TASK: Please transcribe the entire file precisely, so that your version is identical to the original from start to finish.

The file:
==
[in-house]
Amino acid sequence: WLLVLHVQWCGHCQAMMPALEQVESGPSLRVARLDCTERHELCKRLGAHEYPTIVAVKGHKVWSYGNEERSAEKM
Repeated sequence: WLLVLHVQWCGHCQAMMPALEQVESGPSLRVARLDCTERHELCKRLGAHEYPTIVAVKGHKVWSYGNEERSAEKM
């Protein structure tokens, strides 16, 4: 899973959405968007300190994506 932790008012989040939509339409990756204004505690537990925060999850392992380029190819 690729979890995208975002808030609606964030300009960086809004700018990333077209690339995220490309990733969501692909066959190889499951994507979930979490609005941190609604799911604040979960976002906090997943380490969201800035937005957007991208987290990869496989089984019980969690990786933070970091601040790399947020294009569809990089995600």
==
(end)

[in-house]
Amino acid sequence: WLLVLHVQWCGHCQAMMPALEQVESGPSLRVARLDCTERHELCKRLGAHEYPTIVAVKGHKVWSYGNEERSAEKM
Repeated sequence: WLLVLHVQWCGHCQAMMPALEQVESGPSLRVARLDCTERHELCKRLGAHEYPTIVAVKGHKVWSYGNEERSAEKM
């Protein structure tokens, strides 16, 4: 899973959405968007300190994506 932790008012989040939509339409990756204004505690537990925060999850392992380029190819 690729979890995208975002808030609606964030300009960086809004700018990333077209690339995220490309990733969501692909066959190889499951994507979930979490609005941190609604799911604040979960976002906090997943380490969201800035937005957007991208987290990869496989089984019980969690990786933070970091601040790399947020294009569809990089995600």